The Colorado Springs School
Backstory and Context
The Colorado Springs Episcopal School for Girls was a college preparatory school that was established through a certificate of incorporation in July 1961. In March 1962 it was renamed the Colorado Springs School for Girls when it dropped its affiliation with the Episcopal church. The school opened in September 1962 with 23 students in the former home of Walter Drake and his wife on Pourtales Road. The school purchased the Trianon property at 21 Broadmoor Avenue from John W. Metzger in the spring of 1967 after the number of students increased four-fold. In addition, the school bought 12 acres of land, which is now Boddington Field.
The school purchased a home at 24 Pourtales for boarding of students in the fall of 1965. In 1970 the school opened its program to boys and in 1975 was renamed the Colorado Springs School when it became "fully coeducational" for grades 7 through 12. In 1976 the Children's School was founded for education from kindergarten through 12th grade, and merged with the Colorado Springs School. Experiential education was integrated into the school's educational program beginning in 1976. A pre-kindergarten program was established in 1994 and in 1998 a preschool was added to the school. The school's boarding program ended and a Homestay Program was established in 2000. The school currently has about 300 students.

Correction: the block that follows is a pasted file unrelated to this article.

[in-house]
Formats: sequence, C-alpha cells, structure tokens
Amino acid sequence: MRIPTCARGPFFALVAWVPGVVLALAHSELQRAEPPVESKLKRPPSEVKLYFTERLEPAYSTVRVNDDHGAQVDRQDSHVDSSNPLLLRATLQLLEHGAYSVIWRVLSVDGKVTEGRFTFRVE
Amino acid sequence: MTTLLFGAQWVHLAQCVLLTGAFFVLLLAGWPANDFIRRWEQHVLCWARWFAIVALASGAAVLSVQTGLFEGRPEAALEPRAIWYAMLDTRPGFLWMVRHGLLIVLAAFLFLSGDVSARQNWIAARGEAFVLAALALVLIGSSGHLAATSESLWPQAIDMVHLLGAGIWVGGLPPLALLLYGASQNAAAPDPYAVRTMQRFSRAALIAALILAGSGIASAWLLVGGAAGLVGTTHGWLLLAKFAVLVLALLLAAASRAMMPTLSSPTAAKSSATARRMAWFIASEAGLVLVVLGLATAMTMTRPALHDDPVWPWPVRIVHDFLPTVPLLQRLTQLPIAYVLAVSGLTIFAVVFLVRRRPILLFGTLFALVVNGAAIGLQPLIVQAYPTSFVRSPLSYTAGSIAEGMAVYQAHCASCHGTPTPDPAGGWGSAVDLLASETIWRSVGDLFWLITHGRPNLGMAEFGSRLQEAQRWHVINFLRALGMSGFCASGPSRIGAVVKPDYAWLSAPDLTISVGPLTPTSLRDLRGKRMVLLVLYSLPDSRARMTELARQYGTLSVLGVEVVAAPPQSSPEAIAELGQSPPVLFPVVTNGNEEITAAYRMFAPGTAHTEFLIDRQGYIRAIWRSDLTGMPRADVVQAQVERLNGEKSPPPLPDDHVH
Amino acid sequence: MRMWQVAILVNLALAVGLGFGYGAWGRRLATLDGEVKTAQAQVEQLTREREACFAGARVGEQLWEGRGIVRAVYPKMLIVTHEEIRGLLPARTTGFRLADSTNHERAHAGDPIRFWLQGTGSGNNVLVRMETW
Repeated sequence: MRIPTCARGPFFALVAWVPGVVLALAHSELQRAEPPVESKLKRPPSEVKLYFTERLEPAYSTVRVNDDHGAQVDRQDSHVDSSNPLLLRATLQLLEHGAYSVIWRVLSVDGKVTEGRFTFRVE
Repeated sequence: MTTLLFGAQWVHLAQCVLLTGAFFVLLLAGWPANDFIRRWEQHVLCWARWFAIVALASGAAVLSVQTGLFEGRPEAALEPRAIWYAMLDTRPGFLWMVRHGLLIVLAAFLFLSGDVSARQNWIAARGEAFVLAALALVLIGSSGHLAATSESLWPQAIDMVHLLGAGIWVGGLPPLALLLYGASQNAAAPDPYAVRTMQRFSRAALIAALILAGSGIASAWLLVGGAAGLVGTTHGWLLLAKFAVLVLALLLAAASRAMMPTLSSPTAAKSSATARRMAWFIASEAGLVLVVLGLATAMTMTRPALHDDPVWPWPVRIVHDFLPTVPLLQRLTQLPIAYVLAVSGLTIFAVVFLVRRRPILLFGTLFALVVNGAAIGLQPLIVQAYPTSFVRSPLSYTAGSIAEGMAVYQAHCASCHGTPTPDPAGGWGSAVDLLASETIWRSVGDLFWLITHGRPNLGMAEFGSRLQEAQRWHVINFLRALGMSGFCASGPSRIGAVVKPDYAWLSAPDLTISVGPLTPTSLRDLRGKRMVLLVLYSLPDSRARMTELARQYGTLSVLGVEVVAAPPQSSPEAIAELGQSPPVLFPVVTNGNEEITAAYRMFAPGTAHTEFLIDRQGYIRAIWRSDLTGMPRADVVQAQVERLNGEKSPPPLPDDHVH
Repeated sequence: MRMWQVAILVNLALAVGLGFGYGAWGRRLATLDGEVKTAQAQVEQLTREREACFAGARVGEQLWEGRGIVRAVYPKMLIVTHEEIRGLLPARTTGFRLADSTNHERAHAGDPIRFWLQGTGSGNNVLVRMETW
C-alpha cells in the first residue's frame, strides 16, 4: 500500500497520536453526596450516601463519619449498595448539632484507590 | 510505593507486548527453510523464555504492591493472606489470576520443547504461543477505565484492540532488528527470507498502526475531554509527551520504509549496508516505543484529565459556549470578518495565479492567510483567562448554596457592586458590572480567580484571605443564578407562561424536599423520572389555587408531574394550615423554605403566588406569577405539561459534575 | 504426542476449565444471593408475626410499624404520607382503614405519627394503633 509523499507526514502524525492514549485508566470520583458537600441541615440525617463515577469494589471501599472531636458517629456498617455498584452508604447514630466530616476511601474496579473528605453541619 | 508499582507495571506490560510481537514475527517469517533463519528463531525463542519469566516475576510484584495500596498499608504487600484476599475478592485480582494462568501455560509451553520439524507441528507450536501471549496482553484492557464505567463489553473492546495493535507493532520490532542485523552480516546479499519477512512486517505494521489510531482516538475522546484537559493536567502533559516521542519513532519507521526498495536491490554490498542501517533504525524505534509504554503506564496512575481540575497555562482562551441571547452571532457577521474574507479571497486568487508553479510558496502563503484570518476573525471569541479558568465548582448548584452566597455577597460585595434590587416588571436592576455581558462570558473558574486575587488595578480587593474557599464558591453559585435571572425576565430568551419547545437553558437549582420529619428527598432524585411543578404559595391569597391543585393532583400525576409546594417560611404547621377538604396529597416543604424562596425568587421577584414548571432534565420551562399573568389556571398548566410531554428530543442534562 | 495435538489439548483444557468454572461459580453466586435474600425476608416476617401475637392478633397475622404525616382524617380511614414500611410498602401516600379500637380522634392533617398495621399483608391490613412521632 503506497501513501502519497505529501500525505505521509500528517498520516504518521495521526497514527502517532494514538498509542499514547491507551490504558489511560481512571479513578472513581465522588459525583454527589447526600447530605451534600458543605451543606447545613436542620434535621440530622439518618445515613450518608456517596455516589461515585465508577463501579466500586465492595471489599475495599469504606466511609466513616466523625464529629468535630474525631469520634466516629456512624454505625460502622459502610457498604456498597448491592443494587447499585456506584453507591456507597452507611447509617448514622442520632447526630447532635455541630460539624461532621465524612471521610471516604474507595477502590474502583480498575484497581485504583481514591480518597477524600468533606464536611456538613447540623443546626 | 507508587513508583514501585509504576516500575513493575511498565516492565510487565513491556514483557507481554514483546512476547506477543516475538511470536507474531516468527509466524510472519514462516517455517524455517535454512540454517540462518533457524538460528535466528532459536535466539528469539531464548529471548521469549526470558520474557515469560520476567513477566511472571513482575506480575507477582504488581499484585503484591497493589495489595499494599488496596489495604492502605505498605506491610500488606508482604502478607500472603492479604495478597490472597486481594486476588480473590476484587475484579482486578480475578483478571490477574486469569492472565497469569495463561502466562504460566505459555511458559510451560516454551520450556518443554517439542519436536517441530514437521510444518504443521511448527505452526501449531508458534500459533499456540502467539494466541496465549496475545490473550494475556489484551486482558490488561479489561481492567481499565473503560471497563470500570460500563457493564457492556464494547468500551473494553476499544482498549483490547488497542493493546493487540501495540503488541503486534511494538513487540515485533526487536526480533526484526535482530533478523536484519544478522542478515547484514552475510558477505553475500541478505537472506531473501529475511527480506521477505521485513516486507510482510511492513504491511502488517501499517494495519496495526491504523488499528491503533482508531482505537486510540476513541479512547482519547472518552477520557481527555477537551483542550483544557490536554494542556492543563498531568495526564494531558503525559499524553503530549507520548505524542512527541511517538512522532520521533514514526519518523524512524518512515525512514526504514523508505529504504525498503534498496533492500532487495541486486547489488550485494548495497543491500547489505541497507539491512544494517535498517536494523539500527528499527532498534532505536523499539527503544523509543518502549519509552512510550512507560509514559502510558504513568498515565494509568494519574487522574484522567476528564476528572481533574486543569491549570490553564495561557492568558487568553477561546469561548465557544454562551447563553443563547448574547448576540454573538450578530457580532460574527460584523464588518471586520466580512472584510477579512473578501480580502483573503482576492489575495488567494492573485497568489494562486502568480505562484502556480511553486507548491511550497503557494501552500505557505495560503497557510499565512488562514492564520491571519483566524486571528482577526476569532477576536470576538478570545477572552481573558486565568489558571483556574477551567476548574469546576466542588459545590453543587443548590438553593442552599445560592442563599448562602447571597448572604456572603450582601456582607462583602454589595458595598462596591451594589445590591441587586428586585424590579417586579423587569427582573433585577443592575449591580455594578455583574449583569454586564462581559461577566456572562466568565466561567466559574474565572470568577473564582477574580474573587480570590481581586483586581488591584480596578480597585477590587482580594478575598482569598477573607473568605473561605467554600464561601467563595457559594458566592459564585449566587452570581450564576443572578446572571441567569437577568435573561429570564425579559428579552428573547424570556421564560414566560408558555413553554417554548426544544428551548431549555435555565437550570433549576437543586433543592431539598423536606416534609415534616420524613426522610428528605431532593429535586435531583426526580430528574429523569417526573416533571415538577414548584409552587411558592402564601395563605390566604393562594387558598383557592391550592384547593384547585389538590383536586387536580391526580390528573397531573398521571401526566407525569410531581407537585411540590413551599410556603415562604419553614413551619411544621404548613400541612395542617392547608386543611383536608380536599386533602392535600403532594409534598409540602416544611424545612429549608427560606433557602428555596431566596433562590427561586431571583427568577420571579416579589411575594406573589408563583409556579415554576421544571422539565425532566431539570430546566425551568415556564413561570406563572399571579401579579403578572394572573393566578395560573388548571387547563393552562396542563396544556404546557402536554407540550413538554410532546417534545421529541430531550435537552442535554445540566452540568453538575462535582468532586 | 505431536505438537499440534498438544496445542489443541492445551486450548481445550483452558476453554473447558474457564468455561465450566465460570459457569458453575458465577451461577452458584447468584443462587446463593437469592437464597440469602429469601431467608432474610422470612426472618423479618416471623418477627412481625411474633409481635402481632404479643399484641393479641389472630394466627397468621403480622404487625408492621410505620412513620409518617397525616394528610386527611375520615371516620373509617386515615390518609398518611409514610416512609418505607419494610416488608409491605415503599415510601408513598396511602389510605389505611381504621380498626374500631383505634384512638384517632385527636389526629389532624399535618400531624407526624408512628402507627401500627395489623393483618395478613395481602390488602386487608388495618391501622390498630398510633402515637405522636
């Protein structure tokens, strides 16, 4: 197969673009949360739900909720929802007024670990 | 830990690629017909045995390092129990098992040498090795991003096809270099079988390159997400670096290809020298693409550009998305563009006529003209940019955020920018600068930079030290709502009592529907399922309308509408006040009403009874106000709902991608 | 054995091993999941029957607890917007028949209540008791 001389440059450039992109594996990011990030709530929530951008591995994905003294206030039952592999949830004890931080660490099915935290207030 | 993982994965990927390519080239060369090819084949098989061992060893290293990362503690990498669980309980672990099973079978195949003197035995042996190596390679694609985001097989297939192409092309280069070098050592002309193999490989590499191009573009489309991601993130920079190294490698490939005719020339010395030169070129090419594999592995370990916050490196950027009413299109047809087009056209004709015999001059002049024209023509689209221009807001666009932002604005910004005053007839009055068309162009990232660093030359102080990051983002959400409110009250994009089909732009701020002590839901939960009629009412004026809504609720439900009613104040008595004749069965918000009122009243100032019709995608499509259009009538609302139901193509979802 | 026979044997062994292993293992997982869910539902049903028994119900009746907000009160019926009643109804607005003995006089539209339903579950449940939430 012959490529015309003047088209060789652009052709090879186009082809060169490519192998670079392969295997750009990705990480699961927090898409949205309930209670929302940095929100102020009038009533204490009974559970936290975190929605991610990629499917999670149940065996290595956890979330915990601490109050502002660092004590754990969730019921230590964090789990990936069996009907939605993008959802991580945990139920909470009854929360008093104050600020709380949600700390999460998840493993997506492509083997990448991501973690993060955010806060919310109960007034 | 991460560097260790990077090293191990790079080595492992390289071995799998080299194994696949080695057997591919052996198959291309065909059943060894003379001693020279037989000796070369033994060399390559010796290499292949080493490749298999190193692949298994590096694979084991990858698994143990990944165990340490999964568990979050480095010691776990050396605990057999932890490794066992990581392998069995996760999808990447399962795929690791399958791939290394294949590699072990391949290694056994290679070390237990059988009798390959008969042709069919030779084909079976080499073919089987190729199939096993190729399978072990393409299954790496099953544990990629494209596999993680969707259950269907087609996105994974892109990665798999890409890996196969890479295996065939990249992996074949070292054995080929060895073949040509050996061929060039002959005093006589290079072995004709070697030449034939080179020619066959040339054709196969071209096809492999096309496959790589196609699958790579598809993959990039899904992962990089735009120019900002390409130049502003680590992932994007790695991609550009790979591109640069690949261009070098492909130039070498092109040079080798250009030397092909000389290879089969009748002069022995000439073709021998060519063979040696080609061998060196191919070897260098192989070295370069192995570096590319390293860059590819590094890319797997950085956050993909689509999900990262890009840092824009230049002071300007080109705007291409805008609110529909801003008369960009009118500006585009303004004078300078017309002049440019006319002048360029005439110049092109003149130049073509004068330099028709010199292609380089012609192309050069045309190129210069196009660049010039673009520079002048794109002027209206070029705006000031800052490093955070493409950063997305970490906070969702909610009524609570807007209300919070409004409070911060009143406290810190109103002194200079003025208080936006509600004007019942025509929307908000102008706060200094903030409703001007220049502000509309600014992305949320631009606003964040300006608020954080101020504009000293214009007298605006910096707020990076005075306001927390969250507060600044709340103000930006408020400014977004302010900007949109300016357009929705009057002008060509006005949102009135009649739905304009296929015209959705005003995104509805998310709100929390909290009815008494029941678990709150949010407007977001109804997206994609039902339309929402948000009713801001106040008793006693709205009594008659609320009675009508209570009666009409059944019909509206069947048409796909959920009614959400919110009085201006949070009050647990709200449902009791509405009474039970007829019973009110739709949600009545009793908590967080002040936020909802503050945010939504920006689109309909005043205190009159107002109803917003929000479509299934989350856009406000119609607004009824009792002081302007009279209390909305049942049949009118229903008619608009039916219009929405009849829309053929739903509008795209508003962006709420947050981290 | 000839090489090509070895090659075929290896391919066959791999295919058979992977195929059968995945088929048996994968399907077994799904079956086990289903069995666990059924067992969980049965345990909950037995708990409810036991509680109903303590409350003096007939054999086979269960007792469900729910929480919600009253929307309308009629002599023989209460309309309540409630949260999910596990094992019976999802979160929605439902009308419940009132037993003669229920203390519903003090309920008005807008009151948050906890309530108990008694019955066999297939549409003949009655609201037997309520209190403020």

The Colorado Springs School has a children's school building and an upper and a middle school building. The upper school building is called the El Pomar Building, as it was donated by the El Pomar Foundation. The middle school building is called the Trianon. The Trianon building is used for classrooms and administrative offices. A theatre, gallery and reception are located in the Louisa Performing Arts Center. The Louise Honnen Tutt Field House is the school's gymnasium. The school offers experiential education to its students, which allows students to learn in "real world" experiences outside of the classroom through activity, project, place, service and problem-based learning